Any project in a floodway must be reviewed to determine if the project will increase flood heights.  An engineering analysis must be conducted before a permit can be issued.  The community’s permit file must have a record of the results of this analysis, which can be in the form of a No-rise Certification.  This No-rise Certification must be supported by technical data and signed by a registered professional engineer.  The supporting technical data should be based on the standard step-backwater computer model used to develop the 100-year floodway shown on the Flood Insurance Rate Map (FIRM) or Flood Boundary and Floodway Map (FBFM).

  • 60.3 (d) (3) – Floodway Requirement

Related Key Words

  • Certifications – Certain activities (e.g., floodproofing design, survey of building elevations, hydrologic and hydraulic analyses, survey and topographic data) require certification by a licensed professional architect, engineer, surveyor, or the community floodplain administrator.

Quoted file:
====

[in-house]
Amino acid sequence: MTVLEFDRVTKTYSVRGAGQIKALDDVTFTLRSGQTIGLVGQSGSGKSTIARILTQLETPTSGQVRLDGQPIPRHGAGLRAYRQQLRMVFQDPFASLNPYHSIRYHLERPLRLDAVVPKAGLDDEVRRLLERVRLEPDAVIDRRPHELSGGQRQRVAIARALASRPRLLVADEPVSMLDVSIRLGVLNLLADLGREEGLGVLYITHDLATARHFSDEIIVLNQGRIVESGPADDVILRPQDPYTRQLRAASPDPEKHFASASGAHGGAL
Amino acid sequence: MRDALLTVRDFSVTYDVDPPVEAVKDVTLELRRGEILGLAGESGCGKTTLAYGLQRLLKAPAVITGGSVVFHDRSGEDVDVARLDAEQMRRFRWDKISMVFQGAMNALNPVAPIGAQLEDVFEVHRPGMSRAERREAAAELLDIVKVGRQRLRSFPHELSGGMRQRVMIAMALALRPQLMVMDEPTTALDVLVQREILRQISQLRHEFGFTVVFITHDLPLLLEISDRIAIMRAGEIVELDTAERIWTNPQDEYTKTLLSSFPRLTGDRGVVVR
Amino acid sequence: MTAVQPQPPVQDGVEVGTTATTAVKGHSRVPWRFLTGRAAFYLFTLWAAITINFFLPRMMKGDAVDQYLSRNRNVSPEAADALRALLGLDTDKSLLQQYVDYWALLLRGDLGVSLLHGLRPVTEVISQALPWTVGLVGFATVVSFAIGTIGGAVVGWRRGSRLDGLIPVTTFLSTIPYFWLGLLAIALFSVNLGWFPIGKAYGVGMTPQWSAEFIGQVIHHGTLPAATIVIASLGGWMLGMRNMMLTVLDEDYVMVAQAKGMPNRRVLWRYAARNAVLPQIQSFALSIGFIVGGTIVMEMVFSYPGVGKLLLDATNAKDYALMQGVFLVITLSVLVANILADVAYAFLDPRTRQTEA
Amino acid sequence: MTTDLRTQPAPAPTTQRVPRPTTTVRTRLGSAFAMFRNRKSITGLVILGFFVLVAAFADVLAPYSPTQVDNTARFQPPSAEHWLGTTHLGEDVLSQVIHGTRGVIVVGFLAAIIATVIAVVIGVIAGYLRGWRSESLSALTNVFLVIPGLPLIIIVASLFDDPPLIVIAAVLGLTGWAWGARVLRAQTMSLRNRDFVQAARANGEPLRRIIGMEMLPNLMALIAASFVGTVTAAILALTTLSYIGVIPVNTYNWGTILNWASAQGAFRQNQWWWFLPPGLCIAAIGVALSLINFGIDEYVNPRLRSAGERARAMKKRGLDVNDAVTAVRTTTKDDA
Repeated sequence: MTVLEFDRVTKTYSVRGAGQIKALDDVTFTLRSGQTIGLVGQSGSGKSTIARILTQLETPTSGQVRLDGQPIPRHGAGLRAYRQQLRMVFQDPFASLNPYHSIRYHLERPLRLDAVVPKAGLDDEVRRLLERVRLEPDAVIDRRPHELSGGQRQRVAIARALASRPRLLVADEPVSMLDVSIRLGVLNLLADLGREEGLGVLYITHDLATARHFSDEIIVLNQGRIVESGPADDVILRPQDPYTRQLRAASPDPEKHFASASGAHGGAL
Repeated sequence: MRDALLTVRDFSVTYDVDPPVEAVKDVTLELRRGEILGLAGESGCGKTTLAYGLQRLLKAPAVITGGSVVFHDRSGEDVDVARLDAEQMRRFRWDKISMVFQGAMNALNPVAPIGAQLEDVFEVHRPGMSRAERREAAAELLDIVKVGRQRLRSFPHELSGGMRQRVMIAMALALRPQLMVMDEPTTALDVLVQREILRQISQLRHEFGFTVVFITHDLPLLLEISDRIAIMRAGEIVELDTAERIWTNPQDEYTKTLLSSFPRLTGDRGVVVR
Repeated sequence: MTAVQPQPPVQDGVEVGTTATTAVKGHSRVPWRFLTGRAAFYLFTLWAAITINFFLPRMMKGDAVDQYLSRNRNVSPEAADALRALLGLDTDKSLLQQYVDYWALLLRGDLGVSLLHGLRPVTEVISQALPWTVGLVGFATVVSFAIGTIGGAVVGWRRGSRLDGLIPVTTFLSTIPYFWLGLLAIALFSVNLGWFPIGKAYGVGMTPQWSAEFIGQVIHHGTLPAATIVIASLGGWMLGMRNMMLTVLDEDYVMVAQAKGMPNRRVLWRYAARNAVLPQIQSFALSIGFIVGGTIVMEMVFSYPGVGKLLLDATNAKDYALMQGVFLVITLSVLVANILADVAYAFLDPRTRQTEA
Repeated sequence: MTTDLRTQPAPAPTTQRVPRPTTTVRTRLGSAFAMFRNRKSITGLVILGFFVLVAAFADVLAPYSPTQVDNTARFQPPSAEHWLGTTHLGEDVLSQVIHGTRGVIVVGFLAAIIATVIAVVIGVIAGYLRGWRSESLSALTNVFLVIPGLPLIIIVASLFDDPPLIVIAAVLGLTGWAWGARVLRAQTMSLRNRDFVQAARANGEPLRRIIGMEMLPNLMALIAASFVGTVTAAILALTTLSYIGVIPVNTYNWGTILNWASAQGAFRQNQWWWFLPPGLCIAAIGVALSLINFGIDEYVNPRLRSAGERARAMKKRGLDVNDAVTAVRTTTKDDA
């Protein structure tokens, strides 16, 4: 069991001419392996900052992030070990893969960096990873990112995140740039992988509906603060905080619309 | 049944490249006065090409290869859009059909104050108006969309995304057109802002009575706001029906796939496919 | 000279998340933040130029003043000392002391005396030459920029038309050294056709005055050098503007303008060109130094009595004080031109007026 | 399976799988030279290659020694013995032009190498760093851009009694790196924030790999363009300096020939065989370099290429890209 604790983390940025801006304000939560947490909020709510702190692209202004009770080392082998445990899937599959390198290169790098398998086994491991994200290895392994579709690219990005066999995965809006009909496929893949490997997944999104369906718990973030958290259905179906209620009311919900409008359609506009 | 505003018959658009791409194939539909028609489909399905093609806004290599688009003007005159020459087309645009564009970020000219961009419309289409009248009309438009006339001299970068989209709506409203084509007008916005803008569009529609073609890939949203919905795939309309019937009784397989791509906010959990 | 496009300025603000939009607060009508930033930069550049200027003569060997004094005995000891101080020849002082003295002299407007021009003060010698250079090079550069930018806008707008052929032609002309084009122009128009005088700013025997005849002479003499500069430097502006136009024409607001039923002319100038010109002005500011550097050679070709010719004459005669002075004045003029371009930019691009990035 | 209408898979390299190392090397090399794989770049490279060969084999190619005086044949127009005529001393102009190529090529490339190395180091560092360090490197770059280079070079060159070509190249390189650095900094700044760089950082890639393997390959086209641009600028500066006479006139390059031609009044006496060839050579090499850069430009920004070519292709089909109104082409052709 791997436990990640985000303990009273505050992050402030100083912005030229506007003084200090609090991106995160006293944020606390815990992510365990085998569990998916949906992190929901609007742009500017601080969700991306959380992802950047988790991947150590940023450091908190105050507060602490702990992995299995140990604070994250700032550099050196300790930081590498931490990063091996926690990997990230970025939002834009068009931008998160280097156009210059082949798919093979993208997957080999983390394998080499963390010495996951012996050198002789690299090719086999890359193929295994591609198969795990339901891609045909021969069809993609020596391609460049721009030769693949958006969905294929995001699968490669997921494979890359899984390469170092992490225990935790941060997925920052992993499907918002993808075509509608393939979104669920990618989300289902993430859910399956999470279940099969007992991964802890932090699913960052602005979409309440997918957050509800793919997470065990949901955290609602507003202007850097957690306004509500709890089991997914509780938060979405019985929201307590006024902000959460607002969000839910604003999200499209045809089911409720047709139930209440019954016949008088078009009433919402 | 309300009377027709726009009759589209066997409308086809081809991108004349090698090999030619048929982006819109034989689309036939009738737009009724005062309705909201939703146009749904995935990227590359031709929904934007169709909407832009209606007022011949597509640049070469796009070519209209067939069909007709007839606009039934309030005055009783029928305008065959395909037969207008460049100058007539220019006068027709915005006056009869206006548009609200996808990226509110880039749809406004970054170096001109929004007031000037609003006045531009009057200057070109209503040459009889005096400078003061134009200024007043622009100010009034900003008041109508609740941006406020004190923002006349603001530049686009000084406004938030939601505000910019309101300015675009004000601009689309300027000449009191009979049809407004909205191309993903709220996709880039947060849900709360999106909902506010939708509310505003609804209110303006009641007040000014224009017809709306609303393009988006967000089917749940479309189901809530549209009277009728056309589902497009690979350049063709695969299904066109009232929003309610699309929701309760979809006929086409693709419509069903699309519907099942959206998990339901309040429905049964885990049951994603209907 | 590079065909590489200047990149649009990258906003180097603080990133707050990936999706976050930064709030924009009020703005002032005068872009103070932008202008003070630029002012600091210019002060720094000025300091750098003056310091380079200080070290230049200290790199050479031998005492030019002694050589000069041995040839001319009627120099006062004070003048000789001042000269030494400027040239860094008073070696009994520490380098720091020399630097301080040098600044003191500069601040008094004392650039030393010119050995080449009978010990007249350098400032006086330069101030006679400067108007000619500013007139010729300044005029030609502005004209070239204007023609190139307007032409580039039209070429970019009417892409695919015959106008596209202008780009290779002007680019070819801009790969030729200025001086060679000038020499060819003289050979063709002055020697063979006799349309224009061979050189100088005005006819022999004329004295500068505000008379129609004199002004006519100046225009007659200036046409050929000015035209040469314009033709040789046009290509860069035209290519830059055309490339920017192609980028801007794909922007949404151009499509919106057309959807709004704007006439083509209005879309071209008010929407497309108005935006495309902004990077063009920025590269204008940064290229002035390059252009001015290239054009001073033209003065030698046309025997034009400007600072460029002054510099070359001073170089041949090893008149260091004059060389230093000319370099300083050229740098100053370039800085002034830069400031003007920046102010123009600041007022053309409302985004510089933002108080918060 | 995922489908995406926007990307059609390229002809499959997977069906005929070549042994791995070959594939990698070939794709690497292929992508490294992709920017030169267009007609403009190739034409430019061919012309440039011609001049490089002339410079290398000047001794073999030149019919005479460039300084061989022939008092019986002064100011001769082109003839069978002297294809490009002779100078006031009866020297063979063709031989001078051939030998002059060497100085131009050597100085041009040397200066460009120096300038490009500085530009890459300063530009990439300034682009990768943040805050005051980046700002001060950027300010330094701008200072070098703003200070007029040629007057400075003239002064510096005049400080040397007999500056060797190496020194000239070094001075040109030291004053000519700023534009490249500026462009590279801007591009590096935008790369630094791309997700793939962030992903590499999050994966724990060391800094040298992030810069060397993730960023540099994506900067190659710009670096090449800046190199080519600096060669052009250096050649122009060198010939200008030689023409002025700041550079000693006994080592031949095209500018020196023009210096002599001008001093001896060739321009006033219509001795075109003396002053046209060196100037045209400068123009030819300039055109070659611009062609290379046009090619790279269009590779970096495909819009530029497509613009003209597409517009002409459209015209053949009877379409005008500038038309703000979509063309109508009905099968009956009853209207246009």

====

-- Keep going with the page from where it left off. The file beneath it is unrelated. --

• Community Rating System (CRS)
 

NFIP Technical Bulletins

FEMA Technical Bulletins provide guidance concerning the building performance standards of the NFIP, which are contained in Title 44 of the U.S. Code of Federal Regulations at Section 60.3.  The bulletins are intended for use primarily by State and local officials responsible for interpreting and enforcing NFIP regulations and by members of the development community, such as design professionals and builders.

The bulletins do not create regulations, rather they provide specific guidance for complying with the minimum requirements of existing NFIP regulations.  Users of the Technical Bulletins who need additional guidance concerning NFIP regulatory requirements should contact the appropriate FEMA Regional Office.

 


Floodplain Management Requirements Study Guide

This study guide and desk reference can serve two purposes.  First, it can be used as a study guide to enhance the knowledge and skills of local officials responsible for administering and enforcing local floodplain management regulations.  It is also intended to broaden their understanding of floodplain management strategies that can be applied at the local level.

Secondly, the study guide can be used as a desk reference that you can refer to when specific issues arise as you implement your management ordinance.  Guidance is included on how to handle many of the issues and information provided that will help you explain the requirements to citizens of your community.